3 Design Tips To Make Your Home Accessible For Your Wheelchair-Bound Parent

Do you have an elderly parent who will be moving in with you or staying with you for an extended period? Is that parent bound to a wheelchair? Caring for an elderly parent can always be difficult, but a wheelchair can add even more complications. Your home may not have the kind of space needed for a wheelchair to safely navigate. Or you may have obstructions on the floor that make it impossible for a wheelchair to pass. To make your parent feel comfortable and safe, you may need to make some improvements. Adding a ramp near the door and lift near any stairs is a good start, but there are likely other improvements you'll need to make. Here are three design tips to make your home more wheelchair-friendly:

Install low-level phones and intercom systems. As a good safety measure, it's a smart idea to have phones on the walls in some of the most frequently used rooms in your house. The most important are likely the kitchen, the living room, and the bathroom and bedroom that your parent will primarily use. While it might be possible for your parent to carry a cell phone or cordless phone with them, you want to make sure they have backup options for help should their cell phone die or get lost.

Also, you also may want to look at phones that also have intercom capabilities. That way, your parent can contact you if you're in another room of the house. Put the systems low on the wall so your parent can reach them from the wheelchair.

Widen your door frames. The last thing you want is for your parent to feel like a stranger in his or her new home. However, that's how he or she may feel if they can't access certain rooms of your house. Many homes - especially older ones - were built with interior frames that are too narrow for a wheelchair. A contractor should be able to quickly and easily take off the frame, make the doorway wider, and then put on new framing. Do this for the rooms your parent will use most, like their bedroom and bathroom, the living room, and the kitchen.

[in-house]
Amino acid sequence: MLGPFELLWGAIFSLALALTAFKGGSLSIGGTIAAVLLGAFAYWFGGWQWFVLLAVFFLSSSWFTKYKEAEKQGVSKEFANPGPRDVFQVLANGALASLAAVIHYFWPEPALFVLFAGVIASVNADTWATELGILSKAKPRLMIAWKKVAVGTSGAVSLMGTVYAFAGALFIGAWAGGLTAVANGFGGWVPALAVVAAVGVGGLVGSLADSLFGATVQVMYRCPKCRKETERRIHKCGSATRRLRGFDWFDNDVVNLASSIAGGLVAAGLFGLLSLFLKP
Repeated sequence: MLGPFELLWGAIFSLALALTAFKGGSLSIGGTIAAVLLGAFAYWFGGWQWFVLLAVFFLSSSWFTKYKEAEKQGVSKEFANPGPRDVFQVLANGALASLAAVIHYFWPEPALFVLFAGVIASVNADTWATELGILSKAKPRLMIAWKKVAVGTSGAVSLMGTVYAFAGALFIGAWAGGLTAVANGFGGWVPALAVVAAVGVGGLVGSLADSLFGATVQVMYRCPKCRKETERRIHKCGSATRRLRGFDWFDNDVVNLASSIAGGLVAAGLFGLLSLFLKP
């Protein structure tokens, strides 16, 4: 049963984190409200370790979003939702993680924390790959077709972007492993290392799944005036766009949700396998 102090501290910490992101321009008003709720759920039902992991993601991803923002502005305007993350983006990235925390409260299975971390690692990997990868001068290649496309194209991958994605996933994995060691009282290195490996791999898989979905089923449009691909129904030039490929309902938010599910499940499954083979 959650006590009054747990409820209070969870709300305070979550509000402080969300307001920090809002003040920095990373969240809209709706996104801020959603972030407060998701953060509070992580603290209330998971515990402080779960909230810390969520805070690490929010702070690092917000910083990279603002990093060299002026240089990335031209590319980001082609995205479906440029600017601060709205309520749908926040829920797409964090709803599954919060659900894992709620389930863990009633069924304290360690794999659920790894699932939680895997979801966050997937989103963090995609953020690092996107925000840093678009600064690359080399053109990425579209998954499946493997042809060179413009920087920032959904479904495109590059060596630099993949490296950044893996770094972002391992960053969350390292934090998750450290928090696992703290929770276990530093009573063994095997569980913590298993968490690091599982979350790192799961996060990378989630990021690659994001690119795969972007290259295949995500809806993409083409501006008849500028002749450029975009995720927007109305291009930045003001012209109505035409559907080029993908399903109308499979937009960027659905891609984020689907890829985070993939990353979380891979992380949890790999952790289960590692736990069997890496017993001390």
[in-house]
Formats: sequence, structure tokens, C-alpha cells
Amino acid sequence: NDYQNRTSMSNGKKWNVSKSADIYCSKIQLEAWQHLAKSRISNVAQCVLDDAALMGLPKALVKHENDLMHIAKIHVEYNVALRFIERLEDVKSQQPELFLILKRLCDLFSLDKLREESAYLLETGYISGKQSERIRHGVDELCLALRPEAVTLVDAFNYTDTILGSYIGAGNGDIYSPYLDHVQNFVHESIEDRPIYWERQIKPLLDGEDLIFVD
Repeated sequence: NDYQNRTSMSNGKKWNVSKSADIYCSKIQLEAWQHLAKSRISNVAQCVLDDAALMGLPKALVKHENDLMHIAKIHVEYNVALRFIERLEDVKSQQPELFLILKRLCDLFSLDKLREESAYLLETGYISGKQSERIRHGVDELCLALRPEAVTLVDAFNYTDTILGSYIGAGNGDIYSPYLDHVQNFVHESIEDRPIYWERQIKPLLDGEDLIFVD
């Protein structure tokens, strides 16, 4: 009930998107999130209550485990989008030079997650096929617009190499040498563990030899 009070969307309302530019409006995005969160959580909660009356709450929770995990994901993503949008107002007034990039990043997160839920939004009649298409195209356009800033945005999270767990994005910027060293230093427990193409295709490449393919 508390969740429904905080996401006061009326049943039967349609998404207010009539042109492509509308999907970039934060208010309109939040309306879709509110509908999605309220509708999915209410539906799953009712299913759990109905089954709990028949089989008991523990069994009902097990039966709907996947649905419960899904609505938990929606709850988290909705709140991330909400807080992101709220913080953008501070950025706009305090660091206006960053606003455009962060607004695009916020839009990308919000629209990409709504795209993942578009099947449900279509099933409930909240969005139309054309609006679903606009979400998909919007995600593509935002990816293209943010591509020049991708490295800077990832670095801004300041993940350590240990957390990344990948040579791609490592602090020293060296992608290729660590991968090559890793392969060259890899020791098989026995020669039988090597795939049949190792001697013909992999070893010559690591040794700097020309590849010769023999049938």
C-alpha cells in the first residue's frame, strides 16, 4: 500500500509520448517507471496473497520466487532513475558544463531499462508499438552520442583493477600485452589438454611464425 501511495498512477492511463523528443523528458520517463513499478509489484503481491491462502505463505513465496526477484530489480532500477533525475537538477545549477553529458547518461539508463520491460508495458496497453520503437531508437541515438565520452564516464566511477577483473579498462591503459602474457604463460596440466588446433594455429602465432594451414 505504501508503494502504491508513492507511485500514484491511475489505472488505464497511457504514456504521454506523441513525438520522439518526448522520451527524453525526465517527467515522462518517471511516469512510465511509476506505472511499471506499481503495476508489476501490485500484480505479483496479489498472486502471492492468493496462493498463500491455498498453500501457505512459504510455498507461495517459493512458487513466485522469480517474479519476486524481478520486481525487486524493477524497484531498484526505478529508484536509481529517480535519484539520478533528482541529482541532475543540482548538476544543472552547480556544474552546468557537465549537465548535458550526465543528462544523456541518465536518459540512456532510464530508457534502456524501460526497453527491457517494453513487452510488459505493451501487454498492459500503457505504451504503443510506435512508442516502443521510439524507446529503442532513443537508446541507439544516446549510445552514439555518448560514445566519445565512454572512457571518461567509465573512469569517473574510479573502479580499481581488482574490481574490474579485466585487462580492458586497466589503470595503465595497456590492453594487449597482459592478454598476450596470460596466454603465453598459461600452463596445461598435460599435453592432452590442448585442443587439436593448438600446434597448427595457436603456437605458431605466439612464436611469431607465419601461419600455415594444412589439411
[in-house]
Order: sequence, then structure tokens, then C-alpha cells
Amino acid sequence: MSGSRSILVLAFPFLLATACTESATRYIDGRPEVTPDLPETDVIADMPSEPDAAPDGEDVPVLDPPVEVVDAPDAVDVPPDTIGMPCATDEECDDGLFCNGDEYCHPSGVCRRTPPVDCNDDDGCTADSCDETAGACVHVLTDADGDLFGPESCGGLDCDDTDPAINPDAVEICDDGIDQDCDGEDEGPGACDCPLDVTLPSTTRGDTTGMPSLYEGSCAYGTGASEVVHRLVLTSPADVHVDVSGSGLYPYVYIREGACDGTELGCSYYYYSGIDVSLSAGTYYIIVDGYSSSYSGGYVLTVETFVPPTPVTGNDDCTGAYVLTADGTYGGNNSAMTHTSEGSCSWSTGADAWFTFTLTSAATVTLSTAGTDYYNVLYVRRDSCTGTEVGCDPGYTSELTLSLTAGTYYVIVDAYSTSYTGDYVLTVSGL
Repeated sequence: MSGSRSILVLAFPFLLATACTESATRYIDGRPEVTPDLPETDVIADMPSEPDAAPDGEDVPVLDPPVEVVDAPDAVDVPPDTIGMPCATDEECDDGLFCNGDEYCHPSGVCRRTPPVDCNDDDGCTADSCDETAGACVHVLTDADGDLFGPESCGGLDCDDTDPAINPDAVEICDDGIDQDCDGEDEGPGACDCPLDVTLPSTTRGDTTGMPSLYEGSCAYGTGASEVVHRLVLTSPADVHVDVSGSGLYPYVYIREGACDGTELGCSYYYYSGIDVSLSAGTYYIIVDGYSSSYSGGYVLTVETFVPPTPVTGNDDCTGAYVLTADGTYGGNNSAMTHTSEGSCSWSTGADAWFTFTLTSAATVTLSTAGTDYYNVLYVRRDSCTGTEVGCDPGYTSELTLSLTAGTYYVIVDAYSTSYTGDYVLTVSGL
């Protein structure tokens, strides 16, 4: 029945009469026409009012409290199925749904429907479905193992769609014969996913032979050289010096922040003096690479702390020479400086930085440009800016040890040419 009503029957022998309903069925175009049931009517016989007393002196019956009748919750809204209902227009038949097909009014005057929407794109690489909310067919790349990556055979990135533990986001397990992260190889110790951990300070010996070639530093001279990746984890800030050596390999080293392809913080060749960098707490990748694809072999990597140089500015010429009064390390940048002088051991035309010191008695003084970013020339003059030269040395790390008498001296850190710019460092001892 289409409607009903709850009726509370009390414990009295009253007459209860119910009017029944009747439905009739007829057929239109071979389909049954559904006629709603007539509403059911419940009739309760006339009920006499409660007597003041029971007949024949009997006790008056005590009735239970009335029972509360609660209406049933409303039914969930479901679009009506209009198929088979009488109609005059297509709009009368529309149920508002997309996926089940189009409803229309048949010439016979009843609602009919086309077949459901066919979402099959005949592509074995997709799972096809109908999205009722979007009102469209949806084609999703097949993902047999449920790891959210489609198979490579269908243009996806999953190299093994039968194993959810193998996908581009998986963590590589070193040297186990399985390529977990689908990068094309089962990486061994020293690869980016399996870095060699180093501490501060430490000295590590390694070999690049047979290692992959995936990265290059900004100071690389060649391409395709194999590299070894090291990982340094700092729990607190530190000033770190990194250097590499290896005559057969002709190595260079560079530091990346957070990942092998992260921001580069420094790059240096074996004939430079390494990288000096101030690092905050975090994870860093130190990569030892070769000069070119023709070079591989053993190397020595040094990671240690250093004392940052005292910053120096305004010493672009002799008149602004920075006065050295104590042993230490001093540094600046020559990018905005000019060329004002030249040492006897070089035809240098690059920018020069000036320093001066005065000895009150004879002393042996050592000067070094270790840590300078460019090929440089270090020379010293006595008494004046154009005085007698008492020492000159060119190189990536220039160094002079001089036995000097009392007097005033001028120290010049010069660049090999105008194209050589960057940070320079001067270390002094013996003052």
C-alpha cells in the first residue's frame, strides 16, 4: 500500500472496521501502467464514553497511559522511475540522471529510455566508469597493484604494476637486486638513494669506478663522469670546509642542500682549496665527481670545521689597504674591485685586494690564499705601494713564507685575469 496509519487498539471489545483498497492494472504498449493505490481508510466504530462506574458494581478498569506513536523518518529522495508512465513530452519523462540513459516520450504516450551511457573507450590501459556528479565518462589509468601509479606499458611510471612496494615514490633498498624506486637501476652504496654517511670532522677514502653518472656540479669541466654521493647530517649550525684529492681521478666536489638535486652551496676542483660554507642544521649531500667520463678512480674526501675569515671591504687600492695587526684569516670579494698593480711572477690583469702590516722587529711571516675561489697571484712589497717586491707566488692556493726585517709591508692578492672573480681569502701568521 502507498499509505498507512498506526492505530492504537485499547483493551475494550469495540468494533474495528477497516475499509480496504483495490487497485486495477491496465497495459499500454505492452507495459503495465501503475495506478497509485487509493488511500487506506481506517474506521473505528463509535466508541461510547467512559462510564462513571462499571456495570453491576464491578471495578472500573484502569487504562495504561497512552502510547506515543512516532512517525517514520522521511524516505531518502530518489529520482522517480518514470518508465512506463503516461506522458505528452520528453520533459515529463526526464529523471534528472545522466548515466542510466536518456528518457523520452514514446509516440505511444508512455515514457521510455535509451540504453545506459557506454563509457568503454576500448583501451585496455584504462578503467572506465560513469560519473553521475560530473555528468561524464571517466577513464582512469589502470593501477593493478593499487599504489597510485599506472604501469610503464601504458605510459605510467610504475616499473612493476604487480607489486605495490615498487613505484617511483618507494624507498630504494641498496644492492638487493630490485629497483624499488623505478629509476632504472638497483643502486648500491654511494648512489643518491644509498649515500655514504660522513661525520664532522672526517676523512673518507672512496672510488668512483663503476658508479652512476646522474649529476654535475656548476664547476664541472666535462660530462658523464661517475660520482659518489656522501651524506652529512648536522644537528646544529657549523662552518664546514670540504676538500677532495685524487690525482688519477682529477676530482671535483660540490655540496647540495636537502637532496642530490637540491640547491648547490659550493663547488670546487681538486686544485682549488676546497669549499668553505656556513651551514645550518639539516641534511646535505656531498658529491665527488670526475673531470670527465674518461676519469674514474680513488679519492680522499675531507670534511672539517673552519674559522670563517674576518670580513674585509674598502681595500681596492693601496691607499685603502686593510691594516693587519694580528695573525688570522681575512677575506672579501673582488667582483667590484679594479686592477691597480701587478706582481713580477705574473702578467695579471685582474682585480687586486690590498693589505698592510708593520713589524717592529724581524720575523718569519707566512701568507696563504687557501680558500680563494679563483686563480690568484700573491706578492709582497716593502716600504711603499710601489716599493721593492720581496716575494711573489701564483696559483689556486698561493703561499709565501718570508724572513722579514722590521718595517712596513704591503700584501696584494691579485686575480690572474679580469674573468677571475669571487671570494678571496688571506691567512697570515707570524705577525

Also, make sure your kitchen table is wide enough for your parent to roll up to it comfortably. You wouldn't want him or her to feel left out at dinner time.

Install a roll-in shower. Neither you nor your parent probably want to go through the experience of you bathing them. Let them hold on to a little of their own independence and dignity by making their bathroom fully wheelchair accessible. One of the best ways to do that is with a roll-in shower. Your parent can simply pull or push the door open or pull back a curtain and roll right, as there are no barriers along the floor of the shower. You may also want to install a bench and some grab bars so your parent can lift him or herself out of their chair, if necessary.

For more information, talk to a roll-in shower dealer like Accessible Solutions. They can help you identify other bathroom improvements for your new house guest.

 


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